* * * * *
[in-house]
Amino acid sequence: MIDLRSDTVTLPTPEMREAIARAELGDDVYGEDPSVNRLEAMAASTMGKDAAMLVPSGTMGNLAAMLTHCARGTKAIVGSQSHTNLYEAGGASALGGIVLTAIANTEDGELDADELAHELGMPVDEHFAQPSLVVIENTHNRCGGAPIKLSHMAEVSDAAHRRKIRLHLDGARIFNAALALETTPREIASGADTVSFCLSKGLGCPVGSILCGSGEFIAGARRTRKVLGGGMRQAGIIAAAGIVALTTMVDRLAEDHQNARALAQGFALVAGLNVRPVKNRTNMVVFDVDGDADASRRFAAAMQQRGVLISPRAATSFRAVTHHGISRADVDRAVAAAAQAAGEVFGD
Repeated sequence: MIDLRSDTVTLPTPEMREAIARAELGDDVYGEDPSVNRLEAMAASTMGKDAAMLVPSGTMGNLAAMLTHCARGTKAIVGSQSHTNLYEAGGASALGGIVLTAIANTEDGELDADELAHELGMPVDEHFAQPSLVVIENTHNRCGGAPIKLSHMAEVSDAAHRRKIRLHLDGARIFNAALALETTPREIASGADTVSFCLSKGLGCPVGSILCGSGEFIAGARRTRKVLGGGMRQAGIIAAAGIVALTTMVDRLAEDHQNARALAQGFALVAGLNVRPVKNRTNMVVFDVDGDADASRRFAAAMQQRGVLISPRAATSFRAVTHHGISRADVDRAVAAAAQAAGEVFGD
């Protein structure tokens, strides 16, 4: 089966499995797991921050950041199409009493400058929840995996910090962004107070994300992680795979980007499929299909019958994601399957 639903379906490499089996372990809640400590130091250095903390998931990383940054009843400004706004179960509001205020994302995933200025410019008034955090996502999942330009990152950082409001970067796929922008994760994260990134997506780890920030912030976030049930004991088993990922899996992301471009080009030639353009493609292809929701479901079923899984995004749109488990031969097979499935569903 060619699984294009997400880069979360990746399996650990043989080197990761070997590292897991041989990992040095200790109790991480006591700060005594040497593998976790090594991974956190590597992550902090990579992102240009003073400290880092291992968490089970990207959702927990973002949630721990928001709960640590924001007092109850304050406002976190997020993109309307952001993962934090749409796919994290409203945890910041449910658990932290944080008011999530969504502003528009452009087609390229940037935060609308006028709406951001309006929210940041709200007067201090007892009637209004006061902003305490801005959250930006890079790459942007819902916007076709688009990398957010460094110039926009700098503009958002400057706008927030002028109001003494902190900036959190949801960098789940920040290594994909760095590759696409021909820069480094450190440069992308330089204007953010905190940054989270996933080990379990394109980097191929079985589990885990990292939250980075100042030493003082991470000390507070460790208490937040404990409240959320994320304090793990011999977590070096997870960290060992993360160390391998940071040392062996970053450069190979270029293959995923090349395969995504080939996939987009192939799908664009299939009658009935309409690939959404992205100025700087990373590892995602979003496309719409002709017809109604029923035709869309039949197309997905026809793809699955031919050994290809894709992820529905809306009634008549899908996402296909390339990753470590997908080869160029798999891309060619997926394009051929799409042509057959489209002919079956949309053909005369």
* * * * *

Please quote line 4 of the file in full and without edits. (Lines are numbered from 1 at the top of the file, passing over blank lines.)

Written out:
């Protein structure tokens, strides 16, 4: 089966499995797991921050950041199409009493400058929840995996910090962004107070994300992680795979980007499929299909019958994601399957 639903379906490499089996372990809640400590130091250095903390998931990383940054009843400004706004179960509001205020994302995933200025410019008034955090996502999942330009990152950082409001970067796929922008994760994260990134997506780890920030912030976030049930004991088993990922899996992301471009080009030639353009493609292809929701479901079923899984995004749109488990031969097979499935569903 060619699984294009997400880069979360990746399996650990043989080197990761070997590292897991041989990992040095200790109790991480006591700060005594040497593998976790090594991974956190590597992550902090990579992102240009003073400290880092291992968490089970990207959702927990973002949630721990928001709960640590924001007092109850304050406002976190997020993109309307952001993962934090749409796919994290409203945890910041449910658990932290944080008011999530969504502003528009452009087609390229940037935060609308006028709406951001309006929210940041709200007067201090007892009637209004006061902003305490801005959250930006890079790459942007819902916007076709688009990398957010460094110039926009700098503009958002400057706008927030002028109001003494902190900036959190949801960098789940920040290594994909760095590759696409021909820069480094450190440069992308330089204007953010905190940054989270996933080990379990394109980097191929079985589990885990990292939250980075100042030493003082991470000390507070460790208490937040404990409240959320994320304090793990011999977590070096997870960290060992993360160390391998940071040392062996970053450069190979270029293959995923090349395969995504080939996939987009192939799908664009299939009658009935309409690939959404992205100025700087990373590892995602979003496309719409002709017809109604029923035709869309039949197309997905026809793809699955031919050994290809894709992820529905809306009634008549899908996402296909390339990753470590997908080869160029798999891309060619997926394009051929799409042509057959489209002919079956949309053909005369």